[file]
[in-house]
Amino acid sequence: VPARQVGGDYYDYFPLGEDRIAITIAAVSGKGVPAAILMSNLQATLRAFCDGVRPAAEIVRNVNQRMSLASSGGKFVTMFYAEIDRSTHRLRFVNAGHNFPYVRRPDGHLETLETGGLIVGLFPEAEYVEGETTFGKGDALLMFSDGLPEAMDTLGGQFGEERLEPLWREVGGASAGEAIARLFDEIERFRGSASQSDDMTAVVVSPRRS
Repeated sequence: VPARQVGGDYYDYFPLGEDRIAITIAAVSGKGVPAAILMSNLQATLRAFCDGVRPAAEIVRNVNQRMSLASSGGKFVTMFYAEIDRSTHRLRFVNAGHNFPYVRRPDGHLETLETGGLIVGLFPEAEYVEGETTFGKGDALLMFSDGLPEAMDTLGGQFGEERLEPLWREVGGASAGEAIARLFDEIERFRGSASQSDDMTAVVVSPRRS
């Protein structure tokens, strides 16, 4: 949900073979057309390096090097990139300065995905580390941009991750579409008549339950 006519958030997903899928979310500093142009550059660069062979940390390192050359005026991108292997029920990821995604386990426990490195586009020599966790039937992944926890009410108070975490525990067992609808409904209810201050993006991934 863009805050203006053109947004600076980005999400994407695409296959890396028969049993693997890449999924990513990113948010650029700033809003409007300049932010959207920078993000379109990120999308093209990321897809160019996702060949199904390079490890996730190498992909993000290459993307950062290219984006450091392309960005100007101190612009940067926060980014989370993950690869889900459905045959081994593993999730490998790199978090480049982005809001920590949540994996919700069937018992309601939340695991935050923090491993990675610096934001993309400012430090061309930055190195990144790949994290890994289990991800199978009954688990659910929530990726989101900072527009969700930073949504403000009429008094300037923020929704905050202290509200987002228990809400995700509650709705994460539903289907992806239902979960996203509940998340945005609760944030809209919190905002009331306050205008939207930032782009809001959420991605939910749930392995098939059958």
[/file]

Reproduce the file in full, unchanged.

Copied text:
[in-house]
Amino acid sequence: VPARQVGGDYYDYFPLGEDRIAITIAAVSGKGVPAAILMSNLQATLRAFCDGVRPAAEIVRNVNQRMSLASSGGKFVTMFYAEIDRSTHRLRFVNAGHNFPYVRRPDGHLETLETGGLIVGLFPEAEYVEGETTFGKGDALLMFSDGLPEAMDTLGGQFGEERLEPLWREVGGASAGEAIARLFDEIERFRGSASQSDDMTAVVVSPRRS
Repeated sequence: VPARQVGGDYYDYFPLGEDRIAITIAAVSGKGVPAAILMSNLQATLRAFCDGVRPAAEIVRNVNQRMSLASSGGKFVTMFYAEIDRSTHRLRFVNAGHNFPYVRRPDGHLETLETGGLIVGLFPEAEYVEGETTFGKGDALLMFSDGLPEAMDTLGGQFGEERLEPLWREVGGASAGEAIARLFDEIERFRGSASQSDDMTAVVVSPRRS
């Protein structure tokens, strides 16, 4: 949900073979057309390096090097990139300065995905580390941009991750579409008549339950 006519958030997903899928979310500093142009550059660069062979940390390192050359005026991108292997029920990821995604386990426990490195586009020599966790039937992944926890009410108070975490525990067992609808409904209810201050993006991934 863009805050203006053109947004600076980005999400994407695409296959890396028969049993693997890449999924990513990113948010650029700033809003409007300049932010959207920078993000379109990120999308093209990321897809160019996702060949199904390079490890996730190498992909993000290459993307950062290219984006450091392309960005100007101190612009940067926060980014989370993950690869889900459905045959081994593993999730490998790199978090480049982005809001920590949540994996919700069937018992309601939340695991935050923090491993990675610096934001993309400012430090061309930055190195990144790949994290890994289990991800199978009954688990659910929530990726989101900072527009969700930073949504403000009429008094300037923020929704905050202290509200987002228990809400995700509650709705994460539903289907992806239902979960996203509940998340945005609760944030809209919190905002009331306050205008939207930032782009809001959420991605939910749930392995098939059958």